Although Fred J. Wiseman died on October 14, 1961, fifty-years after his historic delivery of a letter by a man-made aircraft that flew from Petaluma to Santa Rosa on February 17-18, 1911, there is yet another important date that needs to be remembered and celebrated because it played a significant role in getting the world to acknowledge this local event 36 years after it took place.

As readers of the Wiseman blog series, that started on November 17, 1910 know, a few of the FW blogs posted to date deal with the issue of whose flight was “really” the first airmail flight. For example: blog #2(11-15-10) and #3 (11-20-10) contain the details about whose flight was “offical” and therefore the first; however, on November 26, 1910 (Blog #4) reported that “After 36 years, in the S.F. Chronicle (5-16-47), Stanton Delaplane wrote: The Smithsonian Institution squared the record yesterday with the announcement that Fred J. Wiseman, now 70 and a rersident of Berkeley, was the first man in the world to carry airmail …. Paul Edward Garber, curator of aeronautics at the Smithsonian Institution, said Wiseman’s flight was official and that the letters were regularly stamped by the Petaluma postmaster.”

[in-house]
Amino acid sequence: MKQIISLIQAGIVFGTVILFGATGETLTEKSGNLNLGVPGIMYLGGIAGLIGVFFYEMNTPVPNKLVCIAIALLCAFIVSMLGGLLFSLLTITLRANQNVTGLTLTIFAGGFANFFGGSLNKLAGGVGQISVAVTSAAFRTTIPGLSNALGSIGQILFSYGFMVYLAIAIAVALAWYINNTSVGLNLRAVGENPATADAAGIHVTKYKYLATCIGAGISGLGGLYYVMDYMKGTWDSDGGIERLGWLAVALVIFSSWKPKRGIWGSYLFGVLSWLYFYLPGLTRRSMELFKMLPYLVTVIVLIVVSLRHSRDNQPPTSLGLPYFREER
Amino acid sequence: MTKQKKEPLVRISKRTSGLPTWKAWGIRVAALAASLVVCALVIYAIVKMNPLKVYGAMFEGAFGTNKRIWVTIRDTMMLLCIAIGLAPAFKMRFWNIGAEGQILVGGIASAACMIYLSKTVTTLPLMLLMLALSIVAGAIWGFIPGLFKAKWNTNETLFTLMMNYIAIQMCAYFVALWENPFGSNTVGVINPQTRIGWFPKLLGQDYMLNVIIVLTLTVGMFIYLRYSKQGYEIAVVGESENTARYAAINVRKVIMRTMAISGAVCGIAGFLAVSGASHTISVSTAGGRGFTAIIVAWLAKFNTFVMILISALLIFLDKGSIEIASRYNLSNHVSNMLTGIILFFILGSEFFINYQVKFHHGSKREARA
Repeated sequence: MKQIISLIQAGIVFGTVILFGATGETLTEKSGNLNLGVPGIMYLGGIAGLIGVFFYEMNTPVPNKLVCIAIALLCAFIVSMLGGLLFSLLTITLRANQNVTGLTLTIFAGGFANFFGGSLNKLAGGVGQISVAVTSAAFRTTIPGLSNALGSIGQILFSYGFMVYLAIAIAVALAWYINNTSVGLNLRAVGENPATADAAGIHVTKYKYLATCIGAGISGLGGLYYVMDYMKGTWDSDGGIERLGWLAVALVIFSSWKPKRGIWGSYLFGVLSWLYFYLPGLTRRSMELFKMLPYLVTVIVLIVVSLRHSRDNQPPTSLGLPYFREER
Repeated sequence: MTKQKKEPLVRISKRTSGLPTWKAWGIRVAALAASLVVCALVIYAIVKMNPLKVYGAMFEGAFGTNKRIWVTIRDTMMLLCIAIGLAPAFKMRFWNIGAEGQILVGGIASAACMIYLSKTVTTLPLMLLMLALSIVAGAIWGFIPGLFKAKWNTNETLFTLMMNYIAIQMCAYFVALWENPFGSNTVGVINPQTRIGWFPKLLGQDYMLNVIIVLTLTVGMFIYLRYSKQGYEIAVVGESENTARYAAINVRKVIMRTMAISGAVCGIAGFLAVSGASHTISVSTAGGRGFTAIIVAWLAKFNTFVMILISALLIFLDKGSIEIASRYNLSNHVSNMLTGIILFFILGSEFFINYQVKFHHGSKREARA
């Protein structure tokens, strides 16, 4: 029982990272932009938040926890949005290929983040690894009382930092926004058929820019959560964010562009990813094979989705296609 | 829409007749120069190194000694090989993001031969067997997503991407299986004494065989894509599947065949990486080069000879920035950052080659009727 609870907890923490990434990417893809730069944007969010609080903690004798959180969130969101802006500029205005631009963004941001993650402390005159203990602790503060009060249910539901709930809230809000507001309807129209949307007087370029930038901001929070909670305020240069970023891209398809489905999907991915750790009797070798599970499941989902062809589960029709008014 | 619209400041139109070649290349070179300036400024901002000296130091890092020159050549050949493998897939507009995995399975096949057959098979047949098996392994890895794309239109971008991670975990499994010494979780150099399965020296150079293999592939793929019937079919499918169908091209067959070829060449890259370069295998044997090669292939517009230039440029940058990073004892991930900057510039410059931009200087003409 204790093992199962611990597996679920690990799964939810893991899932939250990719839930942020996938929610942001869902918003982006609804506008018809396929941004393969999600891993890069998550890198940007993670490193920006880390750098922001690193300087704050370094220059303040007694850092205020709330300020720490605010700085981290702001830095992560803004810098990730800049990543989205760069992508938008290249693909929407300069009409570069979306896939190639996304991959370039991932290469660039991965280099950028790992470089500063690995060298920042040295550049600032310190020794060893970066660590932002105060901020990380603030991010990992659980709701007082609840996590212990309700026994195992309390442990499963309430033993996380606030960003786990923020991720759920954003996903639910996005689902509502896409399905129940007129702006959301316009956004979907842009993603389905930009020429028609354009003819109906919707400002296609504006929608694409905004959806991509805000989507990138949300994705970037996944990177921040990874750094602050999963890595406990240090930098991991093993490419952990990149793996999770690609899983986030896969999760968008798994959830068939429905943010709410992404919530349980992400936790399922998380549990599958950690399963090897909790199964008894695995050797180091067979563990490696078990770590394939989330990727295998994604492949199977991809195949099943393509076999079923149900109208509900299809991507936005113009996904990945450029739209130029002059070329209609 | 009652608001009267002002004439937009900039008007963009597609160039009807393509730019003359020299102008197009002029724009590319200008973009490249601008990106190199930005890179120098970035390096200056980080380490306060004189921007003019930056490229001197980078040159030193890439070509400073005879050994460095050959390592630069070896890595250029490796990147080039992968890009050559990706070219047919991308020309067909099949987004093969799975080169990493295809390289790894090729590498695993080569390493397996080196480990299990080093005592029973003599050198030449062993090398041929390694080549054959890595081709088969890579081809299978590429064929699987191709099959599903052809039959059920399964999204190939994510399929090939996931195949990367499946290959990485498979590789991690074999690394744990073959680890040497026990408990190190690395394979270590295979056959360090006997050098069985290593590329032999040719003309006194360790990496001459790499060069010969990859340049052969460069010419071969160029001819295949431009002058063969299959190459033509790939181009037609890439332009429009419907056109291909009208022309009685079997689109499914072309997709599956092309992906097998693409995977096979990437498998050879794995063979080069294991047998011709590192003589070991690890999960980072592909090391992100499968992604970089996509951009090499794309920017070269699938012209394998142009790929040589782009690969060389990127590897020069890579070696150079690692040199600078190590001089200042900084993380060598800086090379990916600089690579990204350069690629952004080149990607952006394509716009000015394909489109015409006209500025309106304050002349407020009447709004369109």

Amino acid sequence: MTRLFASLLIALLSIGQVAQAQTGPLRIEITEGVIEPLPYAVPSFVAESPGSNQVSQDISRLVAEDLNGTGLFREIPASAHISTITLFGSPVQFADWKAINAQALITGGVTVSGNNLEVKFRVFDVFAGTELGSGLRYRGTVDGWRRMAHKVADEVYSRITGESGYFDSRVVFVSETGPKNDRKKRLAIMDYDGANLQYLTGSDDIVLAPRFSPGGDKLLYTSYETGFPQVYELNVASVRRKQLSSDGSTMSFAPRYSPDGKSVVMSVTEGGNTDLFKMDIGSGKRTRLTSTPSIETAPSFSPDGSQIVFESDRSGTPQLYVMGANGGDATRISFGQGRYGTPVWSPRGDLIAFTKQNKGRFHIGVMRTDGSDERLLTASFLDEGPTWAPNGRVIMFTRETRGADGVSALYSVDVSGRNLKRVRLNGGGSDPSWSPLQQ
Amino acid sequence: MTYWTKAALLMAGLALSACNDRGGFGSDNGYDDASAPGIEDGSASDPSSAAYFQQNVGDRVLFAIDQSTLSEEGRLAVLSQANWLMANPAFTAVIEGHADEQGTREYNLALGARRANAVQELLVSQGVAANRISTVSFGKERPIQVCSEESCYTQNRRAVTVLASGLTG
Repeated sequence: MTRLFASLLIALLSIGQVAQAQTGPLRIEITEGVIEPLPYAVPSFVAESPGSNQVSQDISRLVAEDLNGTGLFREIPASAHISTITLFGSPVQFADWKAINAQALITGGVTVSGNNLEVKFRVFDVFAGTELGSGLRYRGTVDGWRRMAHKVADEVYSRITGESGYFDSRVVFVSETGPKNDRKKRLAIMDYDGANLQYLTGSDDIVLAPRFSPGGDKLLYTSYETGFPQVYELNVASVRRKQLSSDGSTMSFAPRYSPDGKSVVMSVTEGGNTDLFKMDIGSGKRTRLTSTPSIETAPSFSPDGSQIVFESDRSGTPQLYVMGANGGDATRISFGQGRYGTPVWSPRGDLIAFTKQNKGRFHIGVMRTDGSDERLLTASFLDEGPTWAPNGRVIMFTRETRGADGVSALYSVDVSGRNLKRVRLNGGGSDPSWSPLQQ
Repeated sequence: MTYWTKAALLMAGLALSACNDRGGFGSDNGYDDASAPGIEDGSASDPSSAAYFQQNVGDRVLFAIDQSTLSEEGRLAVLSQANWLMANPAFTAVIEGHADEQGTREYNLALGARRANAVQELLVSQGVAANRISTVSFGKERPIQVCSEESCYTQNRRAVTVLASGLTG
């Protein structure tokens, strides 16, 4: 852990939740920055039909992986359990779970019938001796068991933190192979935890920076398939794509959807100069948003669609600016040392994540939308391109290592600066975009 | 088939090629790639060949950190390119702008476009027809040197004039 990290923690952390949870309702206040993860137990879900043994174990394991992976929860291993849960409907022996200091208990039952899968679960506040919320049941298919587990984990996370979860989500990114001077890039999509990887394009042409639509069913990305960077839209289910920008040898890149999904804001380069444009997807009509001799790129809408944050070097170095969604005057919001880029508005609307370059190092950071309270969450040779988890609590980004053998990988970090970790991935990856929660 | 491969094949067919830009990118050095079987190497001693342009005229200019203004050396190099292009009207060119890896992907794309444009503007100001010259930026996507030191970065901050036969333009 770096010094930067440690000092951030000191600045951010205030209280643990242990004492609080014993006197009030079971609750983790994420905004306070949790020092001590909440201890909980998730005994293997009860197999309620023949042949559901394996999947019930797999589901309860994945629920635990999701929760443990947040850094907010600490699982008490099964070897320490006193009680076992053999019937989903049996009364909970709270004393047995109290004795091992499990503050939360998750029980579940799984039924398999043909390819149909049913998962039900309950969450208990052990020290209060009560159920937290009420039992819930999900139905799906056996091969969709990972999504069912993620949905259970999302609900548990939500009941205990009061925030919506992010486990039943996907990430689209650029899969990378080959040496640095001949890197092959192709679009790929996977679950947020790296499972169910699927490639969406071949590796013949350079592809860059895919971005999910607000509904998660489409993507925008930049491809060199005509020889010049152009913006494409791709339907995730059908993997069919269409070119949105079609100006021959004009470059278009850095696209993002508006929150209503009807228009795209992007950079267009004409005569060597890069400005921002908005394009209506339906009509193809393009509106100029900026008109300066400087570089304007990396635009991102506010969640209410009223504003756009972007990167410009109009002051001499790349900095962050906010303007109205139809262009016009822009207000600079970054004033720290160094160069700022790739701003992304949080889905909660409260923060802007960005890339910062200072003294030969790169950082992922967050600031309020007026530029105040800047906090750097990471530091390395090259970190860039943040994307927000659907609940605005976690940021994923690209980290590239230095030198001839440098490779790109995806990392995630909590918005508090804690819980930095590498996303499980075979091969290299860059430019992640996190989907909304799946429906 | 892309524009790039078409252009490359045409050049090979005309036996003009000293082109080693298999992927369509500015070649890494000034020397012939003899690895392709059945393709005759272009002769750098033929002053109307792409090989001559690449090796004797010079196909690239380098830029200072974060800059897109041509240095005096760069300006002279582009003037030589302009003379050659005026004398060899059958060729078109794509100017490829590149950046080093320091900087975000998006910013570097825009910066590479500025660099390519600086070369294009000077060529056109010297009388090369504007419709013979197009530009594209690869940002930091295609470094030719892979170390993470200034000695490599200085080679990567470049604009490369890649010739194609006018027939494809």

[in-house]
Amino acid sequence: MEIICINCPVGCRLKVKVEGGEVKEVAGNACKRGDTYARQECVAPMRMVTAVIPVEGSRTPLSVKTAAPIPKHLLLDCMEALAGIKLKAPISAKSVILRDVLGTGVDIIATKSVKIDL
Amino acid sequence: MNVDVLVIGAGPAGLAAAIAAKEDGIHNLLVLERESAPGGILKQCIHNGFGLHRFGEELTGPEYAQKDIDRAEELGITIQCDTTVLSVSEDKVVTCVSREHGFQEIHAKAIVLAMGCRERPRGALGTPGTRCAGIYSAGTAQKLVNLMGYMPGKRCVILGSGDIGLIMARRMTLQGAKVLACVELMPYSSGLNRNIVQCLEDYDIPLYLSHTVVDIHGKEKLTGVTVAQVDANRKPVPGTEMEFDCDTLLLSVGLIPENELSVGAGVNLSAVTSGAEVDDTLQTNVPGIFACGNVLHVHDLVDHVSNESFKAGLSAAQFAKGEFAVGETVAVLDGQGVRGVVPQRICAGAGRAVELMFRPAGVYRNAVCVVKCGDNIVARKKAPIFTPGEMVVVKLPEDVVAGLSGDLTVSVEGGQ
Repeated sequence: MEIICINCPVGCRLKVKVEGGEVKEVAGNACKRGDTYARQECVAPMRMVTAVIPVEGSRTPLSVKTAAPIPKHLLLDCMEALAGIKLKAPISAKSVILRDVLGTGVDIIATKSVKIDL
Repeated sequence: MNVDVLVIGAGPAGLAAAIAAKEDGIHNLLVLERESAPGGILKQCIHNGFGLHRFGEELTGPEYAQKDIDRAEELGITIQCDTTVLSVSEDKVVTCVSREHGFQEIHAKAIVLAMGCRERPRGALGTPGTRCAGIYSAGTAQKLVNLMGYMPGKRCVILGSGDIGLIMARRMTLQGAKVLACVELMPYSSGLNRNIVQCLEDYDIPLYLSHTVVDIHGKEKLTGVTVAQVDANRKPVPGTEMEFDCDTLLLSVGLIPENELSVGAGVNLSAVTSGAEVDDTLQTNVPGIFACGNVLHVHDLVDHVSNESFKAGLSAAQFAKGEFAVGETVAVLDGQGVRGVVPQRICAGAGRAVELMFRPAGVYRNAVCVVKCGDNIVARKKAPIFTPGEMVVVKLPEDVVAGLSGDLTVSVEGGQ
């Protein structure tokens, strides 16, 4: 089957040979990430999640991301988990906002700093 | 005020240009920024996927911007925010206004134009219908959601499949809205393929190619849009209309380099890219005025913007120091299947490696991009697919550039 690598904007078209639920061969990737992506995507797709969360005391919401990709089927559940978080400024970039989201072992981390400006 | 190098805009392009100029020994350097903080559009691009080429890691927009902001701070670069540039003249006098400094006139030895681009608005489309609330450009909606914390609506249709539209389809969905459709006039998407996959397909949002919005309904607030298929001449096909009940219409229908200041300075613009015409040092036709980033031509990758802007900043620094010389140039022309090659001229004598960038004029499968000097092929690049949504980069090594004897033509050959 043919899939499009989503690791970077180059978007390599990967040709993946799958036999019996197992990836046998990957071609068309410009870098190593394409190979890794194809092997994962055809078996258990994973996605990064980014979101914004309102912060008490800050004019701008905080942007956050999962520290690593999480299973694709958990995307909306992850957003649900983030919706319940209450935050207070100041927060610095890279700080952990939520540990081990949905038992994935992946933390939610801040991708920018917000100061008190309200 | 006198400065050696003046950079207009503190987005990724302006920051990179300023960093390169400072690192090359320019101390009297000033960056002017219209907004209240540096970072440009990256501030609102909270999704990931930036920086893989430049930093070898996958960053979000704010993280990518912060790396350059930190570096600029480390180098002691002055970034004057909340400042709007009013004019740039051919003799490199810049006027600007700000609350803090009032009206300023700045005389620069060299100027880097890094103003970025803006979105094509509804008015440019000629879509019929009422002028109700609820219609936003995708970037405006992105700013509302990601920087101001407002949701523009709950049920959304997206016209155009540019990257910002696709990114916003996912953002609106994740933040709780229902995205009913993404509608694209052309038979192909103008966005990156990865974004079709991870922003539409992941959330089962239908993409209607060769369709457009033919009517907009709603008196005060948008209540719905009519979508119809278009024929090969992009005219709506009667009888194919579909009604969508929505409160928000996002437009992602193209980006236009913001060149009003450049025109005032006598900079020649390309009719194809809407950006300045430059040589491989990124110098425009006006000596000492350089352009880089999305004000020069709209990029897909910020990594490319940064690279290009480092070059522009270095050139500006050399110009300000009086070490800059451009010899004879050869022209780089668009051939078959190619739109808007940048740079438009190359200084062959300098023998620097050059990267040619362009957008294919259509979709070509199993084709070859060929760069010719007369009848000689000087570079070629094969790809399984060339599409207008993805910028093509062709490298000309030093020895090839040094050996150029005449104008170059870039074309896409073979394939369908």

A year later his plane was permanently exhibited at the National Air Museum in Washington, D.C. Locally, the Fred J. Wiseman Monument Dedication ceremonies took place on Saturday, august 17, 1968 at Petaluma’s Kenilworth Park. The monument plaque, was designed by artist Rosa Estebanez and included these words: Fred J. Wiseman made one of the world’s early air mail flights February 17-18, 1911…. It was the first recorded airmail flight sanctioned by a local post office and available to the public.”

Stay tuned. I’m sure that we will still have more news to report about Fred Wiseman and his historic flight in the weeks to come.